But can you find “meaningful brain activity” in Washington?

In excitement of Sing Like a Pirate and Talk Like Chester A. Arthur Day, it was easy to forget that this is also the week in which the year’s Ig Nobel prizes were announced. A couple of the highlights:

NEUROSCIENCE PRIZE: Craig Bennett, Abigail Baird, Michael Miller, and George Wolford [USA], for demonstrating that brain researchers, by using complicated instruments and simple statistics, can see meaningful brain activity anywhere — even in a dead salmon.

LITERATURE PRIZE: The US Government General Accountability Office, for issuing a report about reports about reports that recommends the preparation of a report about the report about reports about reports.

The complete list is here.


The manga magazine Young Jump has published a history of the Ig Nobel prizes, noted here and here. There’s no translation, but the images speak for themselves.

The 2010 Ig Nobel prizes will be awarded September 30. Fans of Moyashimon will be interested to know that the theme of this year’s ceremony is “bacteria.” Scheduled events include:

The Bacterial Opera: World premiere of a mini-opera about the bacteria who live on a woman’s front tooth, and about that woman. Conducted by David Stockton. Starring Maria Ferrante, Ben Sears, Roberta Gilbert and Thomas Michel as bacteria — and Jenny Gutbezahl as The Woman. Pianist Branden Grimmett. Costumes by Jenn Martinez.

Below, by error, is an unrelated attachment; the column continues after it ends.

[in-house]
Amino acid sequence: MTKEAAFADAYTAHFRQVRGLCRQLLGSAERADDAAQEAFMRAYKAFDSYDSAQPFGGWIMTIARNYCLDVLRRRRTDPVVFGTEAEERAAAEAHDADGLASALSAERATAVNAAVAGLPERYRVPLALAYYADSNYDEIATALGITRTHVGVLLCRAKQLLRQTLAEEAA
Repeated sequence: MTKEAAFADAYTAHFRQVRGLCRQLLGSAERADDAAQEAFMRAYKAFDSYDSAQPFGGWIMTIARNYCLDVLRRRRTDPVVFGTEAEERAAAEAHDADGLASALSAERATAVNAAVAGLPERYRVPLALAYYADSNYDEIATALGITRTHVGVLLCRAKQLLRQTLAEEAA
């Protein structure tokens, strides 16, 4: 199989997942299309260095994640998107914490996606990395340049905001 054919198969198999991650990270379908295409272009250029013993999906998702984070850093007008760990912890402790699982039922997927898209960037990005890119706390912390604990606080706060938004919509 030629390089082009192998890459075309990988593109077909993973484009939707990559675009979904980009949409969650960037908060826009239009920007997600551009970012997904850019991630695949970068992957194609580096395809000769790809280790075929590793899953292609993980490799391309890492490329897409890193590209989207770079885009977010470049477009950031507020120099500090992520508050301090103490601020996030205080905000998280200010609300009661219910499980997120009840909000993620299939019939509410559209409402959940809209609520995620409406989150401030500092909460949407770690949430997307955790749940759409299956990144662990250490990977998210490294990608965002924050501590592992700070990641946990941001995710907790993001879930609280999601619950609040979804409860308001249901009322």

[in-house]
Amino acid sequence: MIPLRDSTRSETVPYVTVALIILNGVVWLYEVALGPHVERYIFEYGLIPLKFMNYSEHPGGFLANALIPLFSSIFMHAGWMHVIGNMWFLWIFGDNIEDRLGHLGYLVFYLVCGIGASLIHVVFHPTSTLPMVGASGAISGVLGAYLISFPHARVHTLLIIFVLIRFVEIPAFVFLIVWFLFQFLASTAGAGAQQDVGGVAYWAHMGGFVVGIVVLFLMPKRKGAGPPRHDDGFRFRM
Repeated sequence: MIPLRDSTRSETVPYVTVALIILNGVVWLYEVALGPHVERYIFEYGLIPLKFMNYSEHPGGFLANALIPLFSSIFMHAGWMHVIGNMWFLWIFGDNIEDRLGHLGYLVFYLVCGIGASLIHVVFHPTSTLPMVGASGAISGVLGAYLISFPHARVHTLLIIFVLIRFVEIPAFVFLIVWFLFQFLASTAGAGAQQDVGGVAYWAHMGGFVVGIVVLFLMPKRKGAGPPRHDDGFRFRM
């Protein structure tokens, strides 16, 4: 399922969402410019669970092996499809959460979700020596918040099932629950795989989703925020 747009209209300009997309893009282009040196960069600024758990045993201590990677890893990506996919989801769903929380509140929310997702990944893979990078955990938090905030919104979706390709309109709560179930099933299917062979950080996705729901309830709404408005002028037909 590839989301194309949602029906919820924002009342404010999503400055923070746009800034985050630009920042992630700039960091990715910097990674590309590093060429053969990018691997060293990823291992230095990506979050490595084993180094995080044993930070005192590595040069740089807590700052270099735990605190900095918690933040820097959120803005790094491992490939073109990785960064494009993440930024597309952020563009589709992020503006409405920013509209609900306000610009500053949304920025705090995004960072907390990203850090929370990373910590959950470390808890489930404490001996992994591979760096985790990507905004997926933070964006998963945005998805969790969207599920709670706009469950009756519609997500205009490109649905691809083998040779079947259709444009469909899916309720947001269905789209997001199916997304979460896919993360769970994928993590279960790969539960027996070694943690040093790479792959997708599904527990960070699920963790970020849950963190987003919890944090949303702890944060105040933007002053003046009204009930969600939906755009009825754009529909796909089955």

Microbial Miniconcert by Evelyn Evelyn (and their friends Amanda Palmer and Jason Webley)
Pre-pre-show Boston Squeezebox Ensemble microbeconcert in lobby (begins at 6:45 pm), led by Dr. Thomas Michel
Pre-show Pathogenic Bacterial Pianoconcerto by Maria Eliseeva


If you get tired of reading manga and watching anime, you can always watch the Japanese Vesuvius. Sakura-jima has been puffing away quite energetically recently, and this webcam has a good view of the active crater. (If you click on the cross-hairs, you can take control of the camera for a while.) It’s best viewed during daylight hours in Japan, though allegedly, if you’re lucky, you can occasionally see some incandescence and lightning at night. (Update: Visibility might be impaired by clouds, particularly when tropical storms are in the region, as is currently the case.)